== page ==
Best luck.
    Rufus
     
    pollinator
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    I have to ask why you feel most companies are unethical when you stated this"the smarter thing to do is to capitalise on this misfortune'
    Anyway, apart from that I have been a landlord for 45 years, I am a builder, as well.

    I found the best way to manage the rental is to have good tenants and make sure the property is as good as you would want if you stayed there.
    Also, I give my tenants a wish list once a year for them to make suggestions on improvements.
    I make appointments to have a coffee and I keep the posted about what I am doing.

    Choosing tenants can be tricky, I actually interview property managers to find one that has my ethics, then use them to field the prospective tenants.
    I do have me own predudices gleaned over the years of stereotypes that have caused me trouble.
    But I can say I have only had about 4 bad ones because of the selection process.
     
    pollinator
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    I really wish I had never become a landlord. The stories about That Tenant who withheld rent because something didn’t work, then wouldn’t let anyone in to fix it?  My story. Then dragged out the eviction process and got to stay in the end, only to do it all again?  My tenant. Finally got rid of her, and the next ones weren’t any better. I sold that property (2-family) 3 months ago at a big loss just to be rid of it.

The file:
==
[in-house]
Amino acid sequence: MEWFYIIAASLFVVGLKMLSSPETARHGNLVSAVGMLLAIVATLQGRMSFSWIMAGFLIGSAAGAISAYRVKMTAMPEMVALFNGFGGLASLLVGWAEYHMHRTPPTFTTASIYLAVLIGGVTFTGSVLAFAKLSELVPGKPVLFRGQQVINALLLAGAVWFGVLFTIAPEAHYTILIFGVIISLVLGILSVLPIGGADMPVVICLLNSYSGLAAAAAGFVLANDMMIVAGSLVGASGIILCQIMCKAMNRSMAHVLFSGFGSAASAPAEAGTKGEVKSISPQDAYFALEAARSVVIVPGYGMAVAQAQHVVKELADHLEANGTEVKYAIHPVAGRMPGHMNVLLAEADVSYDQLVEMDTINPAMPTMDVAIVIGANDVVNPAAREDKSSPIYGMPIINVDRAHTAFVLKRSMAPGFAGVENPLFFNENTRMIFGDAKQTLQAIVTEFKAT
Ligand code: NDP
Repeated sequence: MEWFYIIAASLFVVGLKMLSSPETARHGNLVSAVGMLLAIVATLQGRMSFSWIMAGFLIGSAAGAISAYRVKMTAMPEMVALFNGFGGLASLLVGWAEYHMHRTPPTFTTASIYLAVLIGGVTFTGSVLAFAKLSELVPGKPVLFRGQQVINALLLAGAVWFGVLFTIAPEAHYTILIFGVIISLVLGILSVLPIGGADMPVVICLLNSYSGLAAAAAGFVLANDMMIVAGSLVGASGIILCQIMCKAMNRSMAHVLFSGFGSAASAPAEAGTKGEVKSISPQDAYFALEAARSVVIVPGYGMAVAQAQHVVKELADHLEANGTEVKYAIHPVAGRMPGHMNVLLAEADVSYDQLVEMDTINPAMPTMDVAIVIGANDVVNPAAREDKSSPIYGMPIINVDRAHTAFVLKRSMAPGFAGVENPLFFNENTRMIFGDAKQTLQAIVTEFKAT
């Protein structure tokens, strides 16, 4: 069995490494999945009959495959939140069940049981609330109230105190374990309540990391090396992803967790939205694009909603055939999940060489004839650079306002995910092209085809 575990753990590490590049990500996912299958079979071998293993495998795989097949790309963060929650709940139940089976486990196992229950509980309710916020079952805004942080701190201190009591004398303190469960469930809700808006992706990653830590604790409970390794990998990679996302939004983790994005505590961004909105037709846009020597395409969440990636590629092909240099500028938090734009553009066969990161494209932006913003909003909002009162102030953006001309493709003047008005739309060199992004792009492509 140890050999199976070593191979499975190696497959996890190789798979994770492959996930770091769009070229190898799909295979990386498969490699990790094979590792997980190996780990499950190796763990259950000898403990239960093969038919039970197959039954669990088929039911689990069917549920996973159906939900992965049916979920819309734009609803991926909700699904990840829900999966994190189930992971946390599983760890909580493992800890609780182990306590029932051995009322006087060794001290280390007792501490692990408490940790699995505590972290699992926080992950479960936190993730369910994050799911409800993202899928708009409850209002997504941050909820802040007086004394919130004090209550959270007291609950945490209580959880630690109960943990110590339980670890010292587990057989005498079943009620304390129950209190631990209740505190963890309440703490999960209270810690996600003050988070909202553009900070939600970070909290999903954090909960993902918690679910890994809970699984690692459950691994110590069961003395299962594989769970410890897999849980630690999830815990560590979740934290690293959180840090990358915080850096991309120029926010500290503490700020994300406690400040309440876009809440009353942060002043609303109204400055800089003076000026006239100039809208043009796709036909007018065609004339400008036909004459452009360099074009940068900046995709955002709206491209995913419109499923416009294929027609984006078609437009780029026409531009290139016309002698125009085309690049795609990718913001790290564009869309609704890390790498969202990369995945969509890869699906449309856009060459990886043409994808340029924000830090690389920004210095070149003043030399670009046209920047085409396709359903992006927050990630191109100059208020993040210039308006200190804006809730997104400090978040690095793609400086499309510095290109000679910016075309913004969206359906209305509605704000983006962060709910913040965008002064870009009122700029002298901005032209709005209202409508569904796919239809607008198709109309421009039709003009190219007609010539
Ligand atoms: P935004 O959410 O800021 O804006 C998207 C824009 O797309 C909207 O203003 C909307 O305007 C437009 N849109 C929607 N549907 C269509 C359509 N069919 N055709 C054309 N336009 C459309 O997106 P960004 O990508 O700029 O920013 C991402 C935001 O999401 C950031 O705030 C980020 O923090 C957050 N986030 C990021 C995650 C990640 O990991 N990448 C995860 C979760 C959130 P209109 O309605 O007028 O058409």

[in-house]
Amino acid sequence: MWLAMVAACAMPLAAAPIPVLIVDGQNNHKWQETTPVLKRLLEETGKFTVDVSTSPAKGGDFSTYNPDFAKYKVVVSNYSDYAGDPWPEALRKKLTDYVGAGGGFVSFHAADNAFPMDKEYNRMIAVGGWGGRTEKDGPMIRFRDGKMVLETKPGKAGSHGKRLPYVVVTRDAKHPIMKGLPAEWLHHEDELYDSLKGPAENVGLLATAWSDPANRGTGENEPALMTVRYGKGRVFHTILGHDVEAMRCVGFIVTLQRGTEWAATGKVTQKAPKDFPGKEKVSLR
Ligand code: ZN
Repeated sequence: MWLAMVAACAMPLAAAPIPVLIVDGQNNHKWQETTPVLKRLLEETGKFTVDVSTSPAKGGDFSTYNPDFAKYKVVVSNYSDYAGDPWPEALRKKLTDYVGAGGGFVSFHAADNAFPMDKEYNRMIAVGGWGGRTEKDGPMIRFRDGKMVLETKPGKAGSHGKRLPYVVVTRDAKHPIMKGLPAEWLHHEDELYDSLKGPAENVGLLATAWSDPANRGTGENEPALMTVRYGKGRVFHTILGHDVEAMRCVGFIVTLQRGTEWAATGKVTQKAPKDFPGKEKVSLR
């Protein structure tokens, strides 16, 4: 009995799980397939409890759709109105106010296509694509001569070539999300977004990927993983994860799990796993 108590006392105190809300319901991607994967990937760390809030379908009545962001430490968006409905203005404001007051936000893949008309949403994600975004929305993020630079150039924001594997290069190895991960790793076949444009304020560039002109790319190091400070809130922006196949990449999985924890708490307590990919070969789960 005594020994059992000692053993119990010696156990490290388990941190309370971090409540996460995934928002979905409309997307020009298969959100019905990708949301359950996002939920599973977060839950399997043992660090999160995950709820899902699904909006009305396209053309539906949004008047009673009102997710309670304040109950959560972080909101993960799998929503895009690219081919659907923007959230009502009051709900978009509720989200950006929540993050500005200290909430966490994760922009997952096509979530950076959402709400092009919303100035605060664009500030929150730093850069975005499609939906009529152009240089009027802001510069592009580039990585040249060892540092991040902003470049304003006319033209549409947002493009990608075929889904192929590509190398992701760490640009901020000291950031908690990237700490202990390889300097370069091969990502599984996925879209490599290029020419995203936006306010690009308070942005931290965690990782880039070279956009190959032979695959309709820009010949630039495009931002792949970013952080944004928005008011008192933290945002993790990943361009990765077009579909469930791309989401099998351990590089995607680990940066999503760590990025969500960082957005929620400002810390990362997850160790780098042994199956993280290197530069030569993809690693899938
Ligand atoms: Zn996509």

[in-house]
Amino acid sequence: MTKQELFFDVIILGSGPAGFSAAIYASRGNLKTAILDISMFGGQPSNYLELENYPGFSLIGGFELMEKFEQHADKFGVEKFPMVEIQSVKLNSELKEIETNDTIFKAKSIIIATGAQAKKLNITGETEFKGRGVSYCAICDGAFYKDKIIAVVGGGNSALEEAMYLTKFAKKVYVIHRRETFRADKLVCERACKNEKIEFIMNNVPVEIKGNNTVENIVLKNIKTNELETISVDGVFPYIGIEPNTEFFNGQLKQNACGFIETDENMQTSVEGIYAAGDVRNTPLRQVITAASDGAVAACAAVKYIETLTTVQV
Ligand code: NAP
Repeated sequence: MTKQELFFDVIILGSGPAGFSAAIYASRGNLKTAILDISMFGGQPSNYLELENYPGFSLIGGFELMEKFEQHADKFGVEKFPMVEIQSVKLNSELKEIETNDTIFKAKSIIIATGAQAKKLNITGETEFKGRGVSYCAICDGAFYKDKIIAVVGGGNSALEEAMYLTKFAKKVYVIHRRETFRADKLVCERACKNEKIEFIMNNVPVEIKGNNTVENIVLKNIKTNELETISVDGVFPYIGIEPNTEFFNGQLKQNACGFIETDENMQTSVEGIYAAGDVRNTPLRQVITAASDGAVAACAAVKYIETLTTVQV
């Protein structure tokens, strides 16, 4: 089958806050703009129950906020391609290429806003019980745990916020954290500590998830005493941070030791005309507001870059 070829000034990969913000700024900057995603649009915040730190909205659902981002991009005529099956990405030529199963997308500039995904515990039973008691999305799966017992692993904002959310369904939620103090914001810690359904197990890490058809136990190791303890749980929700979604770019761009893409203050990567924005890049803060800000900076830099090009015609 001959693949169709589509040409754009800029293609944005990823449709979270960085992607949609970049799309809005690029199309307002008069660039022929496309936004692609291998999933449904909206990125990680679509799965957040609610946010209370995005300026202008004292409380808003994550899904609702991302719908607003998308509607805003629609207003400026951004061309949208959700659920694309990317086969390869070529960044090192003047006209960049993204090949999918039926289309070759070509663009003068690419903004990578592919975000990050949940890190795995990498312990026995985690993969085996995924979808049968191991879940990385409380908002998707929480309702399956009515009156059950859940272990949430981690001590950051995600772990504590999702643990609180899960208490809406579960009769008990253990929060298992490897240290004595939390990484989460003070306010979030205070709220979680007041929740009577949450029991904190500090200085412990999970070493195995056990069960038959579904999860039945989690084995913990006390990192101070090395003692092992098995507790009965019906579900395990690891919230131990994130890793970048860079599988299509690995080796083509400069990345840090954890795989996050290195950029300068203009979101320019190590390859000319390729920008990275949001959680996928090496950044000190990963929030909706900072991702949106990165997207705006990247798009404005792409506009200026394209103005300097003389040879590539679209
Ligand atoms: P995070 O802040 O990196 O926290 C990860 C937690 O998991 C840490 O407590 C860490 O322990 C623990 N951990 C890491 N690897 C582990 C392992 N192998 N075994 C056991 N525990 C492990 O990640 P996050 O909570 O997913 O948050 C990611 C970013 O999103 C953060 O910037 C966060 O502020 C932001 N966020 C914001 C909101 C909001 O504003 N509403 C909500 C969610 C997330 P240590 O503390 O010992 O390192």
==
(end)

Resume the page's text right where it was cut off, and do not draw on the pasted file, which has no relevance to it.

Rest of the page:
I had a somewhat similar experience with a single family home.  Rented to a friend. Nightmare.

    I’m still part owner of a six-family in another state. Why?  I moved away to pursue my dream in Vermont. So you pay a property manager, and suddenly there’s no margin for repairs, the water heaters break, someone’s heat quits in winter, and there’s a pandemic so the rents dwindle. I’m retired and I have to pay 50% of these expenses.

    It worked well when I lived nearby, managed the property myself, and screened tenants face to face. Now the tax consequences of selling are terrible. So now it doesn’t work well, and it’s very hard to get out of it.

    I found the website MrLandlord.com to be very useful. And I read every book I could find on the subject before I bought. My first property, the two-family, was a foreclosure that I fixed up. It was all rosy for many years. Learn everything you can before you start. Your state laws governing landlord-tenant interactions, tax laws, requirements for subsidized rental property. And try to buy in that neighborhood with the seminary!  Don’t fool yourself into thinking the neighborhood will be up-and-coming.

    I’m sorry to be such a pessimist. I’m trapped with this property and we are headed into a recession. I’m probably going to end up going back to work to support it.
     
    John C Daley
    pollinator
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    I only took tenants that were working, had references and agreed to catch up with me from time to time by arrangements.
    Management fees are 7% in Australia.
    I dont understand why you had no cash for repairs.
    I always put money aside for urgent repairs.
    I always looked after the garden because most tenants did not and they were told the rent was adjusted to suit.
    I never had anybody complain about that.
     
    Anne Pratt
    pollinator